04/25/2016 10:31AM

Sparkman: Stanford pushes Malibu Moon closer to milestone

Coady Photography
Stanford, with Javier Castellano up, wins Saturday's Grade 2 Charles Town Classic.

Arthur B. “Bull” Hancock was justly famous for importing leading sires Nasrullah and Ambiorix as well as outstanding stallions Herbager, Le Fabuleux, and Forli to stand at Claiborne Farm. In retrospect, however, a series of mares Hancock selected and imported in the 10 years following World War II proved almost – if not equally – as important to the development of the international Thoroughbred in the last half of the 20th century.

Most influential of those mares in the long term has been Rough Shod II, by Gold Bridge, dam of champions Moccasin and Ridan and tail female ancestress of such important sires as Sadler’s Wells, Nureyev, Thatch, and Apalachee. At the same 1951 Tattersalls December sale where Hancock paid about $10,000 for Rough Shod on behalf of Thomas Girdler, however, he spent only about $3,500 for the regally bred Knight’s Daughter, by Sir Cosmo, for his own account.

Knight’s Daughter produced only two American-conceived foals for Hancock, but the first of them was Round Table, whose Horse of the Year season in 1958 and then world-record earnings of $1,749,869 made his sire Princequillo another Claiborne-based leading sire. The second, Round Table’s full sister Monarchy, a talented stakes winner, was not a great broodmare herself, but her tail-female descendants include important sires Pulpit, Tale of the Cat, and Johannesburg, as well as Saturday’s Grade 2 Charles Town Classic winner Stanford.

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Monarchy’s winning daughter State, by Nijinsky II, was a much better broodmare than her dam, producing five stakes winners, including Grade 3 winner Narrate, by Honest Pleasure. Narrate’s daughter Preach, by Mr. Prospector, won the Grade 1 Frizette and produced the brilliant but unsound Grade 2 winner Pulpit, by A.P. Indy, sire of 2014 and 2015 leading sire Tapit. Preach’s winning full sister Yarn also was an outstanding broodmare, with three stakes winners, led by English and Irish highweighted 2-year-old Minardi, by Boundary, but her son Tale of the Cat, by Storm Cat, became a far more influential sire.

Tale of the Cat’s half-sister Myth, by Ogygian, produced another champion in Johannesburg, by Hennessy, whose unbeaten juvenile season in 2001 culminated with a stirring victory in the Breeders’ Cup Juvenile. That made Johannesburg only the second horse in history (following Arazi) to be officially crowned champion juvenile in both Europe and the United States.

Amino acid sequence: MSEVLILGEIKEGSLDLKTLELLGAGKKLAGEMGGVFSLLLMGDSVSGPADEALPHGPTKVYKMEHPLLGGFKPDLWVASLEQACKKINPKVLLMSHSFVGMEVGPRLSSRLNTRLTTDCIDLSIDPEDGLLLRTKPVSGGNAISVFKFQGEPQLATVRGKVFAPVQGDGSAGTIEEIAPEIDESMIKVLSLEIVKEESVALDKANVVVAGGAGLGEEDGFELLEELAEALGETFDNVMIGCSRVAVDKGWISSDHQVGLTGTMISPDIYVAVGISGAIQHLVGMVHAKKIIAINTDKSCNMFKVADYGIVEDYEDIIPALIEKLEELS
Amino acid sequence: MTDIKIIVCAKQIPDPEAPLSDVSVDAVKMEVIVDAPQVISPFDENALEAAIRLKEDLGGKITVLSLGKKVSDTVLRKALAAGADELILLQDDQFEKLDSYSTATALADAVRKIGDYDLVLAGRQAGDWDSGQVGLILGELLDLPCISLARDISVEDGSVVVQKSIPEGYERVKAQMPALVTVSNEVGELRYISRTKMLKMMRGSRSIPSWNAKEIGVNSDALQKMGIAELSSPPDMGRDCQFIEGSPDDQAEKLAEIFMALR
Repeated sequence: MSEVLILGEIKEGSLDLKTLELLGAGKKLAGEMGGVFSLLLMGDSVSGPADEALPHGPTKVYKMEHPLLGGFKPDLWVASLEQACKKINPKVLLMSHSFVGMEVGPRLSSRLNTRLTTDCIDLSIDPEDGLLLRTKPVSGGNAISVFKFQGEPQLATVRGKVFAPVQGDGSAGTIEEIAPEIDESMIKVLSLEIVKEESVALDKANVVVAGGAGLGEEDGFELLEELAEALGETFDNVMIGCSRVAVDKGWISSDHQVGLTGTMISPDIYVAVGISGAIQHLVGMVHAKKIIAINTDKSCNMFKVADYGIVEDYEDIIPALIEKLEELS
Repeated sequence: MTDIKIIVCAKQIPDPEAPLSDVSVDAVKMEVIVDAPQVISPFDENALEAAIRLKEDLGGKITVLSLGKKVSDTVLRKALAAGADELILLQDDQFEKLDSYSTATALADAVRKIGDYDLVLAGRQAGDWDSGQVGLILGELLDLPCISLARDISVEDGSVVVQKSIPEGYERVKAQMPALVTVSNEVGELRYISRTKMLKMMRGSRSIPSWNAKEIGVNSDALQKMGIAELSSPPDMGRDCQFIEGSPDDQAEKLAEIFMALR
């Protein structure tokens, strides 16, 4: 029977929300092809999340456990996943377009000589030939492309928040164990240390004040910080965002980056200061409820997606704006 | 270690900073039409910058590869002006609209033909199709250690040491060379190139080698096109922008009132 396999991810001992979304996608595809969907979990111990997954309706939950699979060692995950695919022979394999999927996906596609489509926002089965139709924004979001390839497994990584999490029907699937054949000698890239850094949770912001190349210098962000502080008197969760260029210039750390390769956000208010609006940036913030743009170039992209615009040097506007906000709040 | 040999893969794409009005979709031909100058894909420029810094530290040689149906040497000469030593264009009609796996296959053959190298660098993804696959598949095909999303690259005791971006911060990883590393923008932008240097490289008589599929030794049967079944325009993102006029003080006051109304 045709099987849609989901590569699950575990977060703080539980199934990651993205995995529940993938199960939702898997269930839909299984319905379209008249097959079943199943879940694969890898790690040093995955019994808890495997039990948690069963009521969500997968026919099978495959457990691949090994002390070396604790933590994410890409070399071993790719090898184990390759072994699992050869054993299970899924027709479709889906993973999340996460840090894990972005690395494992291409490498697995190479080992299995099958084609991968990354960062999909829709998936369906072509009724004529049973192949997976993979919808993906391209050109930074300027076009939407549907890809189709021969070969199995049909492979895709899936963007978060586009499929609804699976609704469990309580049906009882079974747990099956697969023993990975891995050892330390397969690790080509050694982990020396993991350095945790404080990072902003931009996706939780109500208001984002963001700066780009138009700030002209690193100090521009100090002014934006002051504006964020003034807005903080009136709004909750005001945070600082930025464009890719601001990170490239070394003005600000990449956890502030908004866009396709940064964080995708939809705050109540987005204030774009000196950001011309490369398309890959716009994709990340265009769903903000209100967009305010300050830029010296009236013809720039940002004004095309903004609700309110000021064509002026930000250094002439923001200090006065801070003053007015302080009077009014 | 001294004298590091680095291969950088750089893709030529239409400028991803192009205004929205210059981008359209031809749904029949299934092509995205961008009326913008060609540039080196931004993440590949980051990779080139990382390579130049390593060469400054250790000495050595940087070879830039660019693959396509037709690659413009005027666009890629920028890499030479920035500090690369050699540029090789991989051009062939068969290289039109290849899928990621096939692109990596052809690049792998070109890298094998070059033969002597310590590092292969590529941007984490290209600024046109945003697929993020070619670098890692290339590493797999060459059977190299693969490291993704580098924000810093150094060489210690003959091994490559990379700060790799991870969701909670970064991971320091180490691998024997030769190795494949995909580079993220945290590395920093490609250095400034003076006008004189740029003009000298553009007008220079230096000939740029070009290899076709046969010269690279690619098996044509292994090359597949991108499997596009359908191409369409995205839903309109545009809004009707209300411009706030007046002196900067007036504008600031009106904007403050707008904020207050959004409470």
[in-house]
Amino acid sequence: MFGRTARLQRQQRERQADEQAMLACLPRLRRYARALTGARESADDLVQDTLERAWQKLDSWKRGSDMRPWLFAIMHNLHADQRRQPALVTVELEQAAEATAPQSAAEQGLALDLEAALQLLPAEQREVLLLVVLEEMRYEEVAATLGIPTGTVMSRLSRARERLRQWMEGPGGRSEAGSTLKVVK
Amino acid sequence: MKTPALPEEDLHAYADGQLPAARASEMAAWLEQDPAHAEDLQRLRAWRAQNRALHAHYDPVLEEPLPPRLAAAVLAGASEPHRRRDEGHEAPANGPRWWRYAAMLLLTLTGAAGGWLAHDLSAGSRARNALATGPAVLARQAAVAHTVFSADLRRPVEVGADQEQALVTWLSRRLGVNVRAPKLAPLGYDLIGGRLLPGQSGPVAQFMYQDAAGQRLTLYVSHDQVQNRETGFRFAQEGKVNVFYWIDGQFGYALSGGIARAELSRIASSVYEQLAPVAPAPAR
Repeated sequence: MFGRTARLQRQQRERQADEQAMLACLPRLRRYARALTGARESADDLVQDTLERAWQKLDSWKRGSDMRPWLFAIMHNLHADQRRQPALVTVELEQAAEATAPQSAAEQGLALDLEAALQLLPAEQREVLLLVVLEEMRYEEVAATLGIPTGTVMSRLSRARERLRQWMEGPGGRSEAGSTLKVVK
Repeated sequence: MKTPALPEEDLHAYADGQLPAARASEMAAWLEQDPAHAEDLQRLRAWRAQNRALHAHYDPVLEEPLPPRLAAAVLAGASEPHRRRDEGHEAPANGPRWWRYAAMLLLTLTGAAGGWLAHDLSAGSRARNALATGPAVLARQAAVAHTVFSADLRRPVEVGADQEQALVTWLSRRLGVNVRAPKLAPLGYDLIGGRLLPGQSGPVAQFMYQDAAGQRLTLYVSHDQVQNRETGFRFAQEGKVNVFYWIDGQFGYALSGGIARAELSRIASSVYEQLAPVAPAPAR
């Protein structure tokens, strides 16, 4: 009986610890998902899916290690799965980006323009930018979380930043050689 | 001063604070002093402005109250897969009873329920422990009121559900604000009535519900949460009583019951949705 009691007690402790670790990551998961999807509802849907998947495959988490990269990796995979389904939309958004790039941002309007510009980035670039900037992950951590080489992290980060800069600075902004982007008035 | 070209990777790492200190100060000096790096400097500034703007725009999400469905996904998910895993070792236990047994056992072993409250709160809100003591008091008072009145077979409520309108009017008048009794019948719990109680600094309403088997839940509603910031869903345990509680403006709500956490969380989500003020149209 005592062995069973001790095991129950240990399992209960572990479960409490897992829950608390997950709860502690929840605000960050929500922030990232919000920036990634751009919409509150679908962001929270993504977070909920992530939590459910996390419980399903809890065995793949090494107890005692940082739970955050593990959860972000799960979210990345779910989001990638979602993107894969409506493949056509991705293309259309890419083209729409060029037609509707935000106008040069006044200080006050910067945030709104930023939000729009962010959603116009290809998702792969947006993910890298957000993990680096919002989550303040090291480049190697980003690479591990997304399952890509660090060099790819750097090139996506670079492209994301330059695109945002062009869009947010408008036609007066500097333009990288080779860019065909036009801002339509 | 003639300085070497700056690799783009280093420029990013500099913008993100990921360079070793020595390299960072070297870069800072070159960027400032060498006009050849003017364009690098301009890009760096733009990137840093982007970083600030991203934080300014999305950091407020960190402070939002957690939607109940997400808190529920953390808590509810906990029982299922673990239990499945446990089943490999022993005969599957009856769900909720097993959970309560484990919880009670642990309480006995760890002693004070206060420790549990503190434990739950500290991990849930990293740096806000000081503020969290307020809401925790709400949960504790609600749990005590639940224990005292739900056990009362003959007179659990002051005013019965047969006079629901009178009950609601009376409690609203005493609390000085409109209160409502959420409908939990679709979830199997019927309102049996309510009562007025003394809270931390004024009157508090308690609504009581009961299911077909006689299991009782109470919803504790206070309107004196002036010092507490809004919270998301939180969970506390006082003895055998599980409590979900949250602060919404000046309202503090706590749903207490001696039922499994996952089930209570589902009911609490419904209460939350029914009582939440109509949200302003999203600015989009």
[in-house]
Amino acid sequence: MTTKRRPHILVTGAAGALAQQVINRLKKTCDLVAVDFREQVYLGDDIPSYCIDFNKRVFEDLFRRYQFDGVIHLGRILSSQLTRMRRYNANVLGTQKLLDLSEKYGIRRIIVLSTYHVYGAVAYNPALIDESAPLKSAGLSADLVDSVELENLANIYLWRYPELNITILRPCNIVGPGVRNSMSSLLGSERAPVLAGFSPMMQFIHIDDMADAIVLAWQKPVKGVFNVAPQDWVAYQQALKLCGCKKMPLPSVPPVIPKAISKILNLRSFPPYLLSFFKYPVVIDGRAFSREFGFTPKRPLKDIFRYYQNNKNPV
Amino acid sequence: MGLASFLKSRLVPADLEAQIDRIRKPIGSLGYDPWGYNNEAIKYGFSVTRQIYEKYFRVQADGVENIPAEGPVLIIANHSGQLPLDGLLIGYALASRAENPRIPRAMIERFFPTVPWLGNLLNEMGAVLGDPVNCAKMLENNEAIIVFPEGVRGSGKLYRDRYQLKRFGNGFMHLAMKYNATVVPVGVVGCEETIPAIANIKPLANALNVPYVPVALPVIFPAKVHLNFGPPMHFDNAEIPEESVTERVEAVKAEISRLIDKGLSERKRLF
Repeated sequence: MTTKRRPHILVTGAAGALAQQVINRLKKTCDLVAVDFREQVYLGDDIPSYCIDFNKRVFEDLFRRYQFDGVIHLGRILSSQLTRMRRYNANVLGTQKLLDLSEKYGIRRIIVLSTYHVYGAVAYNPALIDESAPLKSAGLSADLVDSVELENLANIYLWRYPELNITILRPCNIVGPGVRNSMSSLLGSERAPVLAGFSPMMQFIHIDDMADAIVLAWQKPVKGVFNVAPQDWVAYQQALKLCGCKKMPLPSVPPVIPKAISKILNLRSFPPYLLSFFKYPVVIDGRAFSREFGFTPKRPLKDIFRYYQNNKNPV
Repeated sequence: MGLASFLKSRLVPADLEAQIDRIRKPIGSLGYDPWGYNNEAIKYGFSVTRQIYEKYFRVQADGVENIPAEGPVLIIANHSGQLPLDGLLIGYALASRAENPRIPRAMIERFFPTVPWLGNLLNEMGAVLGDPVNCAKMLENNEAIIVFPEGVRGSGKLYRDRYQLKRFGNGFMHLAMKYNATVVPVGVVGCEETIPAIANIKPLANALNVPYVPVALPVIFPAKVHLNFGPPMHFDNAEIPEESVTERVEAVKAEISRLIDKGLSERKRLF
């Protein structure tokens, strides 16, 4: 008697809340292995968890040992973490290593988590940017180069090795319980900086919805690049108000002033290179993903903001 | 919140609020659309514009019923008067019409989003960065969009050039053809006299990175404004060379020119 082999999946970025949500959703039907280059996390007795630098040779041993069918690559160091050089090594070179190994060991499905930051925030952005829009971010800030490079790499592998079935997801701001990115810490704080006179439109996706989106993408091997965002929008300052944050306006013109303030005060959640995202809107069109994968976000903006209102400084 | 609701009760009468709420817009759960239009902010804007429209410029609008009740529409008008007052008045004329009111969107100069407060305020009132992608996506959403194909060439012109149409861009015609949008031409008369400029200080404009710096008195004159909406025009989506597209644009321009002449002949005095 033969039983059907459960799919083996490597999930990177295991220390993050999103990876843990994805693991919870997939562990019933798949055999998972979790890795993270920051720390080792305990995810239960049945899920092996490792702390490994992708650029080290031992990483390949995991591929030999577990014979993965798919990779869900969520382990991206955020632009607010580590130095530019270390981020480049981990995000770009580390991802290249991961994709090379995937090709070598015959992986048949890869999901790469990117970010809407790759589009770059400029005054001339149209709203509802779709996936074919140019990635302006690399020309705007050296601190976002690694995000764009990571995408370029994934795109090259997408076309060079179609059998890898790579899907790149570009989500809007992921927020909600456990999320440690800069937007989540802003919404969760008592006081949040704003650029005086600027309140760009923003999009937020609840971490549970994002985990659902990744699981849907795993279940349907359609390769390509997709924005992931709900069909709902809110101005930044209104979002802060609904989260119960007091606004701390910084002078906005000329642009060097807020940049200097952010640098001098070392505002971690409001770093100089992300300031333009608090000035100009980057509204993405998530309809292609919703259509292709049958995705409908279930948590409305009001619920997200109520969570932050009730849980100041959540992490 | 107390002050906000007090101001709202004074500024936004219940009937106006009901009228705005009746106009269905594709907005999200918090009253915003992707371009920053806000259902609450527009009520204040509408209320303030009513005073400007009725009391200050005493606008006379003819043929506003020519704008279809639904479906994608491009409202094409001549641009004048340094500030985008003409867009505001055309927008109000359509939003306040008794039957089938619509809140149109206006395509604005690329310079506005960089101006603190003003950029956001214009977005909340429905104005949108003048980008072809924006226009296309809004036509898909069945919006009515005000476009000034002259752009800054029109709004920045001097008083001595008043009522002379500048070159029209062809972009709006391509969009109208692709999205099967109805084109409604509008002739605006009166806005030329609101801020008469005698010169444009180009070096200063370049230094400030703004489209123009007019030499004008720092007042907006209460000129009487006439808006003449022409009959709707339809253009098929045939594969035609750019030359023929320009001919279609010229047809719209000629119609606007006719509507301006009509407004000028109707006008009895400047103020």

Johannesburg’s half-sister Show Me the Roses, by Hennessy’s sire Storm Cat, produced nothing of note, and her daughter Rosy Humor, by Distorted Humor, failed to place in three starts. Stanford, who was bred in Kentucky by WinStar Farm, is Rosy Humor’s third foal, so his catalog page showed two blank dams when he appeared at the 2013 Keeneland September yearling sale, where Dona Licha Stable was listed as the purchaser for $120,000.

After he breezed an eighth-mile in a co-fastest 9.80 seconds at the 2014 Barretts March sale of selected 2-year-olds in training, that light catalog page mattered far less, and trainer Todd Pletcher signed the ticket for Stanford at $550,000 on behalf of the Coolmore triumvirate and Barbara Banke’s Stonestreet Stables.

Inbred 3x4x5 to Mr. Prospector, Stanford proved that fast work was no illusion by winning his first start at 2 and has since consistently proven he is a good horse without quite making the top of the tree. He won the Long Branch Stakes last year and had run second in the Grade 2 Louisiana Derby and Gulfstream Park Handicap before his victory in the Charles Town Classic.

As a son of Malibu Moon, Stanford could earn a spot at stud for himself if he can capture that elusive Grade 1 victory this season. Malibu Moon has ranked among the leading American sires consistently over the last five years, and he is rapidly approaching the 100 stakes winner milestone, with 97 to his credit from 1,332 foals age 3 and up, a 7.2 percent strike rate.

Though he raced only twice and was not a stakes winner, Malibu Moon earned his transfer from Maryland to Kentucky by siring champion 2-year-old male Declan’s Moon in his second crop, and his better pedigreed sons are just now ready to make their mark at stud. The first 2-year-olds by Malibu Moon’s Kentucky Derby-winning son Orb will reach the races this year, and if he is successful, that will pave the way for more sons of Malibu Moon to have a chance at stud.